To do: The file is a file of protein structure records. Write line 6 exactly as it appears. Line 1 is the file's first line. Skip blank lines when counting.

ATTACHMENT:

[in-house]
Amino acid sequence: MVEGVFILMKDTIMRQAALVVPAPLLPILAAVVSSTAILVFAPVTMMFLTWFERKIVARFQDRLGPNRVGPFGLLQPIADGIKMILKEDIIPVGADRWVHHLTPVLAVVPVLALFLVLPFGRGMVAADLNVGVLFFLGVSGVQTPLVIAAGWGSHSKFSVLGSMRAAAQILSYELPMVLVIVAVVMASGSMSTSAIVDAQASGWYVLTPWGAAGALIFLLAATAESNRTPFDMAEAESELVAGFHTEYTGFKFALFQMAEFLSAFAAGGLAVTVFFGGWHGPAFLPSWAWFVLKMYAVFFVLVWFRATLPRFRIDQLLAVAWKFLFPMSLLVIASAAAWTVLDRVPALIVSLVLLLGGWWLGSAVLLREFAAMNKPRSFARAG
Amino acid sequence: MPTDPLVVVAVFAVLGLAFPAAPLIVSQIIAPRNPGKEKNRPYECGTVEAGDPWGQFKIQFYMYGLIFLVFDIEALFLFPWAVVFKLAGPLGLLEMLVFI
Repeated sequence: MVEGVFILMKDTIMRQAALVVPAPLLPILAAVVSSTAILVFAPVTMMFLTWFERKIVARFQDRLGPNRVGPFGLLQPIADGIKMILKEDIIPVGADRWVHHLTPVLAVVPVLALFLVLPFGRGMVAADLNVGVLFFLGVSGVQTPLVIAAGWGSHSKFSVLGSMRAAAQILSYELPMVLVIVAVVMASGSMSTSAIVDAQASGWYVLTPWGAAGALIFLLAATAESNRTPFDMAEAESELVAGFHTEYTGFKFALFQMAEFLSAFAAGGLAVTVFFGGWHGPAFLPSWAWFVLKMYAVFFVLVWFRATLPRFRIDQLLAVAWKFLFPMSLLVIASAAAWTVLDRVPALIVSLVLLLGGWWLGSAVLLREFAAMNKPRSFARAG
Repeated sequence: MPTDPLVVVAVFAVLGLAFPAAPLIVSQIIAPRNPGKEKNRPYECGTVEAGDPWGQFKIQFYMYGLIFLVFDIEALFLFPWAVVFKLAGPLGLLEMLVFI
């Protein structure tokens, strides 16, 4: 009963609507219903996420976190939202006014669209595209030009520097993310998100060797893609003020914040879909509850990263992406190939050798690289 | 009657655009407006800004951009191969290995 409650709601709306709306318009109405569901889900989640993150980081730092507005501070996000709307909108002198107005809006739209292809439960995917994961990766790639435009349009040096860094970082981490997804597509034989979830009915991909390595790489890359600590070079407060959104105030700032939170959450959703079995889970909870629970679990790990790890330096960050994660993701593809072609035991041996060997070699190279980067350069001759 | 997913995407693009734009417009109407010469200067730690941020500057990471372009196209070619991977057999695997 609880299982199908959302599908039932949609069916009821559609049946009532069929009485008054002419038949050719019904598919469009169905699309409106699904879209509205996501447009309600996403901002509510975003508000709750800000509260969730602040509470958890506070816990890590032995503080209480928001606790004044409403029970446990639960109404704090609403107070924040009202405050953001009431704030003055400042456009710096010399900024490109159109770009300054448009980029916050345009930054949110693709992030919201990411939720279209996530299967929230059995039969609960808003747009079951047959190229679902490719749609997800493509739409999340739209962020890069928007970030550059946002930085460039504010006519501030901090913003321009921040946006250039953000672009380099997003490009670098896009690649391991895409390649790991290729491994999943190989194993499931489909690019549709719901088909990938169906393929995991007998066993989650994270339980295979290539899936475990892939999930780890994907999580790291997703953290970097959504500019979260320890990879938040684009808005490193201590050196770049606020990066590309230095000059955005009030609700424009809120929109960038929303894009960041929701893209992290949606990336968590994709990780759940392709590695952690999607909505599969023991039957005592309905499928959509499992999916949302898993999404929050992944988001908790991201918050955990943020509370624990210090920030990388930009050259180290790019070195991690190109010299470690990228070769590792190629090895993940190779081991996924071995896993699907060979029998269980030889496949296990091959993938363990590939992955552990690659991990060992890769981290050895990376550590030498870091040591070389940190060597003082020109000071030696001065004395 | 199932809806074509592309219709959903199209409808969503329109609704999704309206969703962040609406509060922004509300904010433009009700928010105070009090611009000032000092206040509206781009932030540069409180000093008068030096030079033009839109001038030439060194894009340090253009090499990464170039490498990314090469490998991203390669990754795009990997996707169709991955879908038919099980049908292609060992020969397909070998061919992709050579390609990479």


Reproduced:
């Protein structure tokens, strides 16, 4: 009963609507219903996420976190939202006014669209595209030009520097993310998100060797893609003020914040879909509850990263992406190939050798690289 | 009657655009407006800004951009191969290995 409650709601709306709306318009109405569901889900989640993150980081730092507005501070996000709307909108002198107005809006739209292809439960995917994961990766790639435009349009040096860094970082981490997804597509034989979830009915991909390595790489890359600590070079407060959104105030700032939170959450959703079995889970909870629970679990790990790890330096960050994660993701593809072609035991041996060997070699190279980067350069001759 | 997913995407693009734009417009109407010469200067730690941020500057990471372009196209070619991977057999695997 609880299982199908959302599908039932949609069916009821559609049946009532069929009485008054002419038949050719019904598919469009169905699309409106699904879209509205996501447009309600996403901002509510975003508000709750800000509260969730602040509470958890506070816990890590032995503080209480928001606790004044409403029970446990639960109404704090609403107070924040009202405050953001009431704030003055400042456009710096010399900024490109159109770009300054448009980029916050345009930054949110693709992030919201990411939720279209996530299967929230059995039969609960808003747009079951047959190229679902490719749609997800493509739409999340739209962020890069928007970030550059946002930085460039504010006519501030901090913003321009921040946006250039953000672009380099997003490009670098896009690649391991895409390649790991290729491994999943190989194993499931489909690019549709719901088909990938169906393929995991007998066993989650994270339980295979290539899936475990892939999930780890994907999580790291997703953290970097959504500019979260320890990879938040684009808005490193201590050196770049606020990066590309230095000059955005009030609700424009809120929109960038929303894009960041929701893209992290949606990336968590994709990780759940392709590695952690999607909505599969023991039957005592309905499928959509499992999916949302898993999404929050992944988001908790991201918050955990943020509370624990210090920030990388930009050259180290790019070195991690190109010299470690990228070769590792190629090895993940190779081991996924071995896993699907060979029998269980030889496949296990091959993938363990590939992955552990690659991990060992890769981290050895990376550590030498870091040591070389940190060597003082020109000071030696001065004395 | 199932809806074509592309219709959903199209409808969503329109609704999704309206969703962040609406509060922004509300904010433009009700928010105070009090611009000032000092206040509206781009932030540069409180000093008068030096030079033009839109001038030439060194894009340090253009090499990464170039490498990314090469490998991203390669990754795009990997996707169709991955879908038919099980049908292609060992020969397909070998061919992709050579390609990479």